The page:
Understanding the molecular mechanisms that drive a pluripotent progenitor cell to differentiate into a specific cell type is germane to Developmental Biology and has important significance in regenerative medicine. Past studies have illustrated that dynamic cardiac transcription programs (CTPs) guide cardiogenesis during development and support cardiac structure and function in homeostasis. While the contributions of key cardiac-specific transcription factors and cardiogenic signaling pathways have been clearly delineated, molecular mechanisms that coordinate the expression of cardiogenic genes to drive myocardial cell specification and direct the maturation of cardiomyocytes remain elusive. Our recent studies using both zebrafish and mouse models indicate that the multi-functional protein Rtf1 is a transcription regulator that orchestrates cardiac gene programs responsible for myocardial specification and differentiation. Knockdown of rtf1 in mouse embryonic stem cells inhibits the cardiac gene program and prevents cardiac differentiation. In vivo, Rtf1 deficient zebrafish and mouse embryos lack myocardial progenitor cells and cannot develop a heart. We also found that Rtf1 deficiency in committed cardiomyocytes impairs cardiac gene program. Collectively, these findings demonstrate a need for Rtf1 activity in myocardial cells at multiple developmental stages. Insights into how Rtf1 regulates dynamic CTPs come from our structure-function analysis showing differential requirements for Rtf1's Plus3 and HMD domains in two temporally distinct cardiogenic events; the Plus3 domain is required for the activation of the CTP and myocardial specification whereas the HMD domain influences histone modifications and directs heart tube morphogenesis. These exciting findings lead to our overarching hypothesis that Rtf1 controls dynamic transcriptional programs in myocardial cells during development by CTP activation and epigenetic modulation. We will employ a set of new transgenic zebrafish lines to define the transcriptional networks of Rtf1 in myocardial progenitors and committed cardiomyocytes. We will investigate how Rtf1's Plus3 domain coordinates the expression of cardiogenic genes to drive the multi-potent mesodermal cells to a myocardial fate (Aim1). We will also interrogate the hypothesis that the Rtf1's HMD domain controls heart tube morphogenesis by influencing the propagation and/or maturation of newly differentiated cardiomyocytes via epigenetic modulation (Aim 2). Successful completion of the proposed projects will provide new mechanistic insights into the transcriptional regulation of myocardial specification and differentiation and will pave the way for the development of novel therapeutic strategies to treat heart diseases.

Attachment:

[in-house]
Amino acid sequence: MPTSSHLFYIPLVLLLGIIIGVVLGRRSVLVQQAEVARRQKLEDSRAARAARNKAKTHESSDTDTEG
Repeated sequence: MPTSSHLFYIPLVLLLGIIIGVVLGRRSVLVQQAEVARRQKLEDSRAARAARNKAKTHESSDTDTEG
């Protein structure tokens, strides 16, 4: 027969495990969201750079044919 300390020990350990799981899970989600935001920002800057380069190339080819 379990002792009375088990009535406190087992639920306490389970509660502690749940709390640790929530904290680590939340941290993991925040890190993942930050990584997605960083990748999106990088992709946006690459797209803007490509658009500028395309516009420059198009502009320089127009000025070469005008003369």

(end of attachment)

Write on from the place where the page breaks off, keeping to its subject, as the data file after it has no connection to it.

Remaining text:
Public Health Relevance

Understanding molecular programs critical for driving pluripotent progenitor cells to the cardiac fate and for controlling cardiomyocyte proliferation and maturation will provide mechanistic insights into heart development and has significant implications for regenerative medicine. This proposal stems from our recent discovery of the essential roles of Rtf1 in early cardiogenesis and during heart tube morphogenesis and is designed to reveal the cellular and molecular mechanisms by which Rtf1 influences cardiac biology during development.

National Institute of Health (NIH)
National Heart, Lung, and Blood Institute (NHLBI)
Research Project (R01)
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Cardiovascular Differentiation and Development Study Section (CDD)
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Schramm, Charlene A
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University of California Los Angeles
Schools of Arts and Sciences
Los Angeles
United States
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